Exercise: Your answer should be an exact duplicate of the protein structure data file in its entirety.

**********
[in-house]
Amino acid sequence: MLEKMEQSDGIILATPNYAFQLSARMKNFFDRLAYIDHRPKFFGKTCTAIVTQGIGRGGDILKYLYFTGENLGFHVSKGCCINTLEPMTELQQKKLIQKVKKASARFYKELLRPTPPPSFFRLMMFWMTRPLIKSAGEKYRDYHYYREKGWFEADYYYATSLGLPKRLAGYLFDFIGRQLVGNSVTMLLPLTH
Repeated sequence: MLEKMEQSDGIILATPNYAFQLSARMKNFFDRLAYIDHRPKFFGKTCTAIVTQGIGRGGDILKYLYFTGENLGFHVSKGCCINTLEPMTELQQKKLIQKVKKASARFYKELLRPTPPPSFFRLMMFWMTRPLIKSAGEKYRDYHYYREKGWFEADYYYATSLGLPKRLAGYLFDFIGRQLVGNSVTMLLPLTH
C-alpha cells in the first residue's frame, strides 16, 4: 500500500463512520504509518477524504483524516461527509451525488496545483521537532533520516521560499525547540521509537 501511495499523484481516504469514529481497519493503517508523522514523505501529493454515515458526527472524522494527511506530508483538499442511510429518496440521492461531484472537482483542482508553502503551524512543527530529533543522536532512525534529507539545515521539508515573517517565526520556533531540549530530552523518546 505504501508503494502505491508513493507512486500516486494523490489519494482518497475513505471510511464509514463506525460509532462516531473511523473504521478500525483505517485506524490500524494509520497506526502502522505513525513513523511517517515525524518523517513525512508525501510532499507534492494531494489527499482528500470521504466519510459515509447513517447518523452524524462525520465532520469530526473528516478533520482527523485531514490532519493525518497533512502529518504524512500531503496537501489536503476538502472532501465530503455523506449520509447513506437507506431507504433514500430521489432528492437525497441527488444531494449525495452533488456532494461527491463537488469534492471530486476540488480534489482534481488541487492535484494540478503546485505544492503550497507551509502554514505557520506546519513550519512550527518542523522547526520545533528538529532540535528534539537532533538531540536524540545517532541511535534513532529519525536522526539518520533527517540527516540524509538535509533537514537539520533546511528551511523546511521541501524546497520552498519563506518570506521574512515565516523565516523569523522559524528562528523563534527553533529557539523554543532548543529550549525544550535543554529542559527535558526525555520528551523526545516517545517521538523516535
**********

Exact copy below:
[in-house]
Amino acid sequence: MLEKMEQSDGIILATPNYAFQLSARMKNFFDRLAYIDHRPKFFGKTCTAIVTQGIGRGGDILKYLYFTGENLGFHVSKGCCINTLEPMTELQQKKLIQKVKKASARFYKELLRPTPPPSFFRLMMFWMTRPLIKSAGEKYRDYHYYREKGWFEADYYYATSLGLPKRLAGYLFDFIGRQLVGNSVTMLLPLTH
Repeated sequence: MLEKMEQSDGIILATPNYAFQLSARMKNFFDRLAYIDHRPKFFGKTCTAIVTQGIGRGGDILKYLYFTGENLGFHVSKGCCINTLEPMTELQQKKLIQKVKKASARFYKELLRPTPPPSFFRLMMFWMTRPLIKSAGEKYRDYHYYREKGWFEADYYYATSLGLPKRLAGYLFDFIGRQLVGNSVTMLLPLTH
C-alpha cells in the first residue's frame, strides 16, 4: 500500500463512520504509518477524504483524516461527509451525488496545483521537532533520516521560499525547540521509537 501511495499523484481516504469514529481497519493503517508523522514523505501529493454515515458526527472524522494527511506530508483538499442511510429518496440521492461531484472537482483542482508553502503551524512543527530529533543522536532512525534529507539545515521539508515573517517565526520556533531540549530530552523518546 505504501508503494502505491508513493507512486500516486494523490489519494482518497475513505471510511464509514463506525460509532462516531473511523473504521478500525483505517485506524490500524494509520497506526502502522505513525513513523511517517515525524518523517513525512508525501510532499507534492494531494489527499482528500470521504466519510459515509447513517447518523452524524462525520465532520469530526473528516478533520482527523485531514490532519493525518497533512502529518504524512500531503496537501489536503476538502472532501465530503455523506449520509447513506437507506431507504433514500430521489432528492437525497441527488444531494449525495452533488456532494461527491463537488469534492471530486476540488480534489482534481488541487492535484494540478503546485505544492503550497507551509502554514505557520506546519513550519512550527518542523522547526520545533528538529532540535528534539537532533538531540536524540545517532541511535534513532529519525536522526539518520533527517540527516540524509538535509533537514537539520533546511528551511523546511521541501524546497520552498519563506518570506521574512515565516523565516523569523522559524528562528523563534527553533529557539523554543532548543529550549525544550535543554529542559527535558526525555520528551523526545516517545517521538523516535